Sunday, January 04, 2004

Image Hosted by


What I bought and what I thought, week of January 2!

Ol' Conjob has unwittingly been duped into unleashing a Big Bad into the world, and in the process has pissed off and alienated his friends, fellow mystics (nice Phantom Stranger cameo- he should at least be happy that he didn't get his shoes pissed on, like the last time he guested) and latest girlfriend, leaving him all alone to combat the menace. Of course, to longtime readers this is nothing new- the "darkest before the dawn" scenario has been a Constantine staple since the Moore Swamp Thing days. The difference is the great pacing, characterization and dialogue Mike Carey uses, and the great synergy he has going with artist Marcelo Frusin, the most sympathetic collaborator he's had this side of Jon Jay Muth. Hate to say it, but doesn't JC look a bit like Bonnie and Clyde sidekick Michael J. Pollard on the cover? A

I don't think I'm giving too much away when I say that this issue is Warren Ellis' sequel to Wells' From the Earth to the Moon, and it's mighty clever and even a wee bit sad, if a bit on the far-fetched side. But hey, it's not like we look to Planetary for gritty realism anyway. Most interesting to me were the back-and-forth between Elijah Snow and John Stone and the fast-paced takedown of the Four's William Leather, which was the only action scene to be found this time out. Wonderfully illustrated by John Cassaday, as usual, especially in the sequence showing the iron sphere crashing to earth. A

The penultimate chapter of this Mad Magazine meets Tolkien Top 10 spinoff continues in pretty much the same vein as the previous three: clever Alan Moore script and fun Zander Cannon art, albeit with a few less Easter eggs than we've come to expect and a bit lighter tone than last issue's. This will read really well when it's collected, so if you're on the fence about getting it when it comes out, then please keep my recommendation in mind when it does. A-

Thanks to my good friend, Mik Cary aka the Stupid Llama, for selling me his copy! Anyway, I gotta say this isn't half bad (and a definite improvement over last year's awful JB one-shot)...Paul Dini takes the moldy cliche of "Santa's ill...and Christmas will be canceled unless somebody can make his run for him!" and enlivens it with the standard JB cast, plus a couple of welcome new additions. His efforts are almost sunk, though, by the slapdash, apparently-reproduced-from-pencils art of one Jose Garabaldi. Even though his work was very hard to follow sometimes, he does have a deft hand with facial expressions, especially Jing's, and while my initial reaction was disgust I eventually got my bearings and came to tolerate, if not particularly like, it. If nothing else, it was as lively as the script, so all in all I'd say it worked. But next year, Santa, I want Stephen DeStefano back. B+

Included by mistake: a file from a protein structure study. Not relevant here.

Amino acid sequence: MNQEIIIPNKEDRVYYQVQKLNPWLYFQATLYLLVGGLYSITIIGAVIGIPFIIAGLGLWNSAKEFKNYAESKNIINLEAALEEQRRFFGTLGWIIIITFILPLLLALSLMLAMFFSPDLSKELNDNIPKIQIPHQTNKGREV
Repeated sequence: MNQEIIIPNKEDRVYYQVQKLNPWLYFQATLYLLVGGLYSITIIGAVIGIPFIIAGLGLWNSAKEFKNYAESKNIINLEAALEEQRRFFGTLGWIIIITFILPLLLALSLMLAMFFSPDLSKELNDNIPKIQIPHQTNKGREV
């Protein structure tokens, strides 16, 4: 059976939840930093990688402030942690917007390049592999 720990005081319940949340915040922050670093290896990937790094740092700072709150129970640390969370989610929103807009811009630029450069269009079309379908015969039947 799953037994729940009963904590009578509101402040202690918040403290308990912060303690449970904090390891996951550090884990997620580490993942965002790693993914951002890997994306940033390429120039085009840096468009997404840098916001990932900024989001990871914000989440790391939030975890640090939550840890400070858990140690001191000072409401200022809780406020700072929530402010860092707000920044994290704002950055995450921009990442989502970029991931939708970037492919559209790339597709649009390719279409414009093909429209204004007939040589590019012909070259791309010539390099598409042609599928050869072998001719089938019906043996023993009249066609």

While this is a definite improvement over last issue's snooze-fest, and a full 25 pages of Chris Sprouse/Karl Story art (try as I might, I can't ID where they swiped the cover) is always welcome, it's pretty obvious that Alan Moore's departure has robbed this book of whatever spark it had. I'll buy till the inevitable cancellation or Sprouse leaves, whichever comes first, but I'll always regret the way this book turned out, because it had so much promise at the beginning. B+

Well, it's been proven that Kurt Busiek can be a real good writer when he's not churning out formulaic junk, and in the past his Astro City series has been the proof...but this mini-series, and in particular the last two issues, have proven that his attention is occupied with making a buck and he's spreading himself too thin. Derivative in every possible way, and sloppily illustrated by the overrated Brent Anderson, this story of a lawyer who tangles with the Mob and the ghostly vigilante who is striking fear into the criminal element of 70s Astro City was readable (Busiek's too talented for it not to be) but unexceptional, like this entire miniseries- with the exception of one issue which was a clever play on the old Superman/Lois/secret identity cliche. And one issue does not a five-issue mini make. This issue: C Entire series: C+